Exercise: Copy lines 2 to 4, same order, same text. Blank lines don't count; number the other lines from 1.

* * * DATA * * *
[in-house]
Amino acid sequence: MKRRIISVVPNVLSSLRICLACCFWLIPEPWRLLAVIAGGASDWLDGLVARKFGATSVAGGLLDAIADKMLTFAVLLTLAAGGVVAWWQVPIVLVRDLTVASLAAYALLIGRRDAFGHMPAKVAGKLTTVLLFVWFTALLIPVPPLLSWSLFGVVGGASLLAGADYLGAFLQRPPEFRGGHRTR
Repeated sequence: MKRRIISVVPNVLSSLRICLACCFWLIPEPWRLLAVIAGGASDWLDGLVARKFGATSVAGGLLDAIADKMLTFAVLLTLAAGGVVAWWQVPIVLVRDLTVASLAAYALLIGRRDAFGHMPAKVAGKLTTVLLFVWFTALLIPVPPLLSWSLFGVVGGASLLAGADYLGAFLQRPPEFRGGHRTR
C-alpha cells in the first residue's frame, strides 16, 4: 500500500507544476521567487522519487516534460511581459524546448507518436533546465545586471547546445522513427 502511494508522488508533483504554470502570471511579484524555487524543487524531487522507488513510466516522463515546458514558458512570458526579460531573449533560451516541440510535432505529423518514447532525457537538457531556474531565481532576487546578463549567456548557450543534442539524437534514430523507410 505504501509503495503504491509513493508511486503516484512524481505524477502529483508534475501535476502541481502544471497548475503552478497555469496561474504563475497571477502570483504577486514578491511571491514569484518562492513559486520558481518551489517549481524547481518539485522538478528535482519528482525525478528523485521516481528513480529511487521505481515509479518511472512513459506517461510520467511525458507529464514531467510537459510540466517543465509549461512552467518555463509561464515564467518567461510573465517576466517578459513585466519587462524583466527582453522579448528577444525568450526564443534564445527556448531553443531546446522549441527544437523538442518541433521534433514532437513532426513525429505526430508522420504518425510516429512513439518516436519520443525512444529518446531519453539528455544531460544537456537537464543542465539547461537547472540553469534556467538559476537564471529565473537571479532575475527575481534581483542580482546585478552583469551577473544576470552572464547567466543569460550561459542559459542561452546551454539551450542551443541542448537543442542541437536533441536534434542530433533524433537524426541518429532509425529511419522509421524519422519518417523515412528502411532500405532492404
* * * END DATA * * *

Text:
Amino acid sequence: MKRRIISVVPNVLSSLRICLACCFWLIPEPWRLLAVIAGGASDWLDGLVARKFGATSVAGGLLDAIADKMLTFAVLLTLAAGGVVAWWQVPIVLVRDLTVASLAAYALLIGRRDAFGHMPAKVAGKLTTVLLFVWFTALLIPVPPLLSWSLFGVVGGASLLAGADYLGAFLQRPPEFRGGHRTR
Repeated sequence: MKRRIISVVPNVLSSLRICLACCFWLIPEPWRLLAVIAGGASDWLDGLVARKFGATSVAGGLLDAIADKMLTFAVLLTLAAGGVVAWWQVPIVLVRDLTVASLAAYALLIGRRDAFGHMPAKVAGKLTTVLLFVWFTALLIPVPPLLSWSLFGVVGGASLLAGADYLGAFLQRPPEFRGGHRTR
C-alpha cells in the first residue's frame, strides 16, 4: 500500500507544476521567487522519487516534460511581459524546448507518436533546465545586471547546445522513427 502511494508522488508533483504554470502570471511579484524555487524543487524531487522507488513510466516522463515546458514558458512570458526579460531573449533560451516541440510535432505529423518514447532525457537538457531556474531565481532576487546578463549567456548557450543534442539524437534514430523507410 505504501509503495503504491509513493508511486503516484512524481505524477502529483508534475501535476502541481502544471497548475503552478497555469496561474504563475497571477502570483504577486514578491511571491514569484518562492513559486520558481518551489517549481524547481518539485522538478528535482519528482525525478528523485521516481528513480529511487521505481515509479518511472512513459506517461510520467511525458507529464514531467510537459510540466517543465509549461512552467518555463509561464515564467518567461510573465517576466517578459513585466519587462524583466527582453522579448528577444525568450526564443534564445527556448531553443531546446522549441527544437523538442518541433521534433514532437513532426513525429505526430508522420504518425510516429512513439518516436519520443525512444529518446531519453539528455544531460544537456537537464543542465539547461537547472540553469534556467538559476537564471529565473537571479532575475527575481534581483542580482546585478552583469551577473544576470552572464547567466543569460550561459542559459542561452546551454539551450542551443541542448537543442542541437536533441536534434542530433533524433537524426541518429532509425529511419522509421524519422519518417523515412528502411532500405532492404